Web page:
White Rose University Consortium logo
University of Leeds logo University of Sheffield logo York University logo

Stress and glucocorticoid inhibit apical GLUT2-trafficking and intestinal glucose absorption in rat small intestine

Shepherd, E.J., Helliwell, P.A.., Mace, O.J., Morgan, E.L., Patel, N. and Kellett, G.L. (2004) Stress and glucocorticoid inhibit apical GLUT2-trafficking and intestinal glucose absorption in rat small intestine. Journal of Physiology, 560 (1). pp. 281-290. ISSN 0022-3751

Full text not available from this repository.

Abstract

We have proposed a new model of rat intestinal sugar absorption in which high glucose concentrations promote rapid insertion of GLUT2 into the apical membrane, so that absorptive capacity is precisely regulated to match dietary intake. Construction and building work during expansion and refurbishment of our department permitted opportunistic experiments on the effects of building-induced stress on the GLUT2 component of absorption. In fed rats perfused with 75 mM glucose in vivo, stress rapidly inhibited glucose absorption 36.4 ± 3.0% compared with control rats. Selective inhibition of the GLUT2 component with phloretin demonstrated that stress inhibited the GLUT2 component by 42.8 ± 3.8%, which correlated with a corresponding diminution in apical GLUT2 levels: the SGLT1 component and its level were unaltered by stress. Effects of stress were reversed by the administration in drinking water of metyrapone, which inhibits 11-ß-hydroxylase. Injection of dexamethasone into control rats 60 min before perfusion resulted in absorption and transporter properties indistinguishable from stressed rats. Our data are consistent with the view that stress activates the hypothalamus–pituitary–adrenal (HPA) axis, causing release of glucocorticoid. The ensuing inhibition of GLUT2 trafficking and absorption seems necessary to prevent enhanced intestinal delivery of glucose to the circulation from antagonizing the essential stress response of glucorticoid in mobilizing peripheral energy stores for emergency purposes.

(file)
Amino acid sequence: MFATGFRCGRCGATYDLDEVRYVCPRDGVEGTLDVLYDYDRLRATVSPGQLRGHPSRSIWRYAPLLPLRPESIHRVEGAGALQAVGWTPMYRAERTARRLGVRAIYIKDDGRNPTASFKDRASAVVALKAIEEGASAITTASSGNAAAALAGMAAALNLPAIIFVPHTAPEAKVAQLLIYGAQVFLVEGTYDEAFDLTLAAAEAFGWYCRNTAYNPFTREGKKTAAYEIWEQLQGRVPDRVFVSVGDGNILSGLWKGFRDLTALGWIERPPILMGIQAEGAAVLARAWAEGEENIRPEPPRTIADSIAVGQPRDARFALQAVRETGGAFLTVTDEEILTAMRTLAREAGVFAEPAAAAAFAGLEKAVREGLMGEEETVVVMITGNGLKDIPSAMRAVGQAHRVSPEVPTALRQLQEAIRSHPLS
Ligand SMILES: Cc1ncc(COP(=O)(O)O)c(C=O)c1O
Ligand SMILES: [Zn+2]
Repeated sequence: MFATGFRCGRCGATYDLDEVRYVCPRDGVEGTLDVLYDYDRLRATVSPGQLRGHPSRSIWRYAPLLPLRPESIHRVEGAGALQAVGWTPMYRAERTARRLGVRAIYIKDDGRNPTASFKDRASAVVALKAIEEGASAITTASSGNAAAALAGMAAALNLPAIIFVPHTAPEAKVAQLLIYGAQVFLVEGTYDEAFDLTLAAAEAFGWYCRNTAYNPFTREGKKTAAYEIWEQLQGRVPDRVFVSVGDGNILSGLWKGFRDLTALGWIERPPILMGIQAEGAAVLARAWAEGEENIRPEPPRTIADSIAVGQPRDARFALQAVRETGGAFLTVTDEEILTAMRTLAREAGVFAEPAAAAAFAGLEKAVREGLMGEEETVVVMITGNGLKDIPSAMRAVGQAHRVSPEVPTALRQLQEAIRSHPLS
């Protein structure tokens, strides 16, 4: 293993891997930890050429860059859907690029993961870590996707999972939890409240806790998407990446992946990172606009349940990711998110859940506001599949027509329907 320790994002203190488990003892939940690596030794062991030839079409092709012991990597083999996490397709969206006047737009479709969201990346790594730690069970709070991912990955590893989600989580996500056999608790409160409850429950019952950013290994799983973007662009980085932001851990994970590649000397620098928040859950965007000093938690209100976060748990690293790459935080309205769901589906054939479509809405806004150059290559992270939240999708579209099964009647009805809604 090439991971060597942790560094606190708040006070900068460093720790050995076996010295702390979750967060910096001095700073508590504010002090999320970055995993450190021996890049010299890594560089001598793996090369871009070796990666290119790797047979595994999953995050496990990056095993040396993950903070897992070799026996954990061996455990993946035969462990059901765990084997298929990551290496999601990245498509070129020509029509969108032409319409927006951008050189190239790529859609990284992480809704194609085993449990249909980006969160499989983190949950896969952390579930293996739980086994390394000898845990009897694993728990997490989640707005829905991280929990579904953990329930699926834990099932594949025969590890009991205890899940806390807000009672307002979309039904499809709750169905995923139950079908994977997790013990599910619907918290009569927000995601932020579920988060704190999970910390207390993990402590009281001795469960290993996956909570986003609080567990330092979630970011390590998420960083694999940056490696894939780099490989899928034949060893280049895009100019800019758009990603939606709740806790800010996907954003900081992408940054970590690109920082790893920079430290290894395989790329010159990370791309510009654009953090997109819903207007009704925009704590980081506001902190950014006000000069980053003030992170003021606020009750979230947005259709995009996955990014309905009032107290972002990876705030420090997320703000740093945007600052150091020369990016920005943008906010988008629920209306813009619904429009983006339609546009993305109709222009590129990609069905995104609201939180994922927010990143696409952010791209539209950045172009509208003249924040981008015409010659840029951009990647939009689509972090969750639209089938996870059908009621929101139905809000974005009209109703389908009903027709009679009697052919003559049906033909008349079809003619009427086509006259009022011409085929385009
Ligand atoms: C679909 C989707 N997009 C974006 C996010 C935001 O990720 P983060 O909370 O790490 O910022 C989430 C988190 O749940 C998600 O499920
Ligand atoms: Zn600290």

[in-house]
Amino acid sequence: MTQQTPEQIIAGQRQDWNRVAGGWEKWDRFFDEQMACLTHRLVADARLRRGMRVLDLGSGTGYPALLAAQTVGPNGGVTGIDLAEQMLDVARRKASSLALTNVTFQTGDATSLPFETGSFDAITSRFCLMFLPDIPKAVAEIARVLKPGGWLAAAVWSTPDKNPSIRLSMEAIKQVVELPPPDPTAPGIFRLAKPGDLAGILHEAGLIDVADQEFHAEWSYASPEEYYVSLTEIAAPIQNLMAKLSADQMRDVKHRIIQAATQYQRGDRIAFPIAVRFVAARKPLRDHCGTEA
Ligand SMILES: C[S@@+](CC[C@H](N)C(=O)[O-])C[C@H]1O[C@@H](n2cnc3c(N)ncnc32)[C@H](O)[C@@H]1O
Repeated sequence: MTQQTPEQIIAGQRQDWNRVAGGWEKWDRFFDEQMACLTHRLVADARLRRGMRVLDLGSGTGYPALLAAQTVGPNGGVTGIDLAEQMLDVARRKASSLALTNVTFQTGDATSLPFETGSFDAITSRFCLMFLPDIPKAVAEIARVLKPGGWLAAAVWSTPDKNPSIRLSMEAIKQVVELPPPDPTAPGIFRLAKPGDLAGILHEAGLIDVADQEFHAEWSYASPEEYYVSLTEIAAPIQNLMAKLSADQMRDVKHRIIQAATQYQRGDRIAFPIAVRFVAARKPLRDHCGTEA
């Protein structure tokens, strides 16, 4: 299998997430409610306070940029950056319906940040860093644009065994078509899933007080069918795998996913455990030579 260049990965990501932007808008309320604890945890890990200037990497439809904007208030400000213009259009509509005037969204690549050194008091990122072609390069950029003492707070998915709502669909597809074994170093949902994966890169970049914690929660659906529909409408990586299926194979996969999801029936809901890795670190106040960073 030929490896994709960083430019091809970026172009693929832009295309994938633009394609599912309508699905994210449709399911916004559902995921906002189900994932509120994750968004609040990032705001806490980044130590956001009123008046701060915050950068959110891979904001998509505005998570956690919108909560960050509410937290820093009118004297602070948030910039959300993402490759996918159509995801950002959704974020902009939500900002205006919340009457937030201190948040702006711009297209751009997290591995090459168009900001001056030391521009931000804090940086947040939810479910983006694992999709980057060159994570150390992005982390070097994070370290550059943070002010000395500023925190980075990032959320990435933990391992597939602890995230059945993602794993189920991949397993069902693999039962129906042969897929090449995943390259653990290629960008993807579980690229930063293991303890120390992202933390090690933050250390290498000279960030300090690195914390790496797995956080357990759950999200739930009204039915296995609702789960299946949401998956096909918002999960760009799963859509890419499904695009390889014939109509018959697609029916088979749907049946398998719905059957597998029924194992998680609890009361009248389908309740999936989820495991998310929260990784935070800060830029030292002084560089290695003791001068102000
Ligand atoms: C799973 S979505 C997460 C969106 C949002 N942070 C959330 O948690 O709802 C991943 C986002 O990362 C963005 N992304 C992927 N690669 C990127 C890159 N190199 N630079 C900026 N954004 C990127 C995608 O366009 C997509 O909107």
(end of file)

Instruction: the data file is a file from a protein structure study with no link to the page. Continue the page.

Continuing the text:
Item Type: Article
Copyright, Publisher and Additional Information: Open access copy available from the journal web site.
Academic Units: The University of York > Biology (York)
Depositing User: Open Access From Journal
Date Deposited: 23 Dec 2008 10:56
Last Modified: 23 Dec 2008 10:56
Published Version: http://dx.doi.org/10.1113/jphysiol.2004.072447
Status: Published
Publisher: Wiley-Blackwell
Refereed: Yes
Identification Number: 10.1113/jphysiol.2004.072447
URI: http://eprints.whiterose.ac.uk/id/eprint/5083

Actions (login required)

View Item View Item